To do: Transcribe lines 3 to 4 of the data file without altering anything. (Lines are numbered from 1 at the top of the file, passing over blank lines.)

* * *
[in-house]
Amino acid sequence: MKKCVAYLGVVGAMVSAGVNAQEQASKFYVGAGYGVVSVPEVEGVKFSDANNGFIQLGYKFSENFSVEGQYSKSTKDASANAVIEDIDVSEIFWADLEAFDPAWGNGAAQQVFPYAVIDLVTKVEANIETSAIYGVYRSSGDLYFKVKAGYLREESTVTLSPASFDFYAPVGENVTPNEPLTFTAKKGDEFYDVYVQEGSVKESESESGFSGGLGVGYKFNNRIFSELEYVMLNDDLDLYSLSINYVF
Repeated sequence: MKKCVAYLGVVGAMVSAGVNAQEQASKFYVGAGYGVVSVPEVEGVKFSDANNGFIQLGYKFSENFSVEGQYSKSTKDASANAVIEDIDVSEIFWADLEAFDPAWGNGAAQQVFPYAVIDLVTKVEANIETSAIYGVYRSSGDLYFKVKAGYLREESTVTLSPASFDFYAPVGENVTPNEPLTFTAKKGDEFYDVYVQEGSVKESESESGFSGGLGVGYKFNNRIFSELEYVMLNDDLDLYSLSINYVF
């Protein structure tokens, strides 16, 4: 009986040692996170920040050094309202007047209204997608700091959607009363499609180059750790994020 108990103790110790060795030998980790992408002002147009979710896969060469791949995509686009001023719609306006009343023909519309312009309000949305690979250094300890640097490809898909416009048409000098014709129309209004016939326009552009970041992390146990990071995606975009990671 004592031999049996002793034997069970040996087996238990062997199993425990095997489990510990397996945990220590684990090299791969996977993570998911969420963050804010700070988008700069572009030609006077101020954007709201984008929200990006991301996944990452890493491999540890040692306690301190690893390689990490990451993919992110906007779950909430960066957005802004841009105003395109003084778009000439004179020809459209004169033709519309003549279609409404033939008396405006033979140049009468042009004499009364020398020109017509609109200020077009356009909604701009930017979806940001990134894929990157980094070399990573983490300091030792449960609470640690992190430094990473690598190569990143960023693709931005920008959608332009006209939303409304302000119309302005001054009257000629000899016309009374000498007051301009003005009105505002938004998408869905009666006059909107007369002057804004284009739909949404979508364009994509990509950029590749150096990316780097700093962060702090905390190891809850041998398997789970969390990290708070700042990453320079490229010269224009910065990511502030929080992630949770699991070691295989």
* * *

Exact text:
Repeated sequence: MKKCVAYLGVVGAMVSAGVNAQEQASKFYVGAGYGVVSVPEVEGVKFSDANNGFIQLGYKFSENFSVEGQYSKSTKDASANAVIEDIDVSEIFWADLEAFDPAWGNGAAQQVFPYAVIDLVTKVEANIETSAIYGVYRSSGDLYFKVKAGYLREESTVTLSPASFDFYAPVGENVTPNEPLTFTAKKGDEFYDVYVQEGSVKESESESGFSGGLGVGYKFNNRIFSELEYVMLNDDLDLYSLSINYVF
């Protein structure tokens, strides 16, 4: 009986040692996170920040050094309202007047209204997608700091959607009363499609180059750790994020 108990103790110790060795030998980790992408002002147009979710896969060469791949995509686009001023719609306006009343023909519309312009309000949305690979250094300890640097490809898909416009048409000098014709129309209004016939326009552009970041992390146990990071995606975009990671 004592031999049996002793034997069970040996087996238990062997199993425990095997489990510990397996945990220590684990090299791969996977993570998911969420963050804010700070988008700069572009030609006077101020954007709201984008929200990006991301996944990452890493491999540890040692306690301190690893390689990490990451993919992110906007779950909430960066957005802004841009105003395109003084778009000439004179020809459209004169033709519309003549279609409404033939008396405006033979140049009468042009004499009364020398020109017509609109200020077009356009909604701009930017979806940001990134894929990157980094070399990573983490300091030792449960609470640690992190430094990473690598190569990143960023693709931005920008959608332009006209939303409304302000119309302005001054009257000629000899016309009374000498007051301009003005009105505002938004998408869905009666006059909107007369002057804004284009739909949404979508364009994509990509950029590749150096990316780097700093962060702090905390190891809850041998398997789970969390990290708070700042990453320079490229010269224009910065990511502030929080992630949770699991070691295989």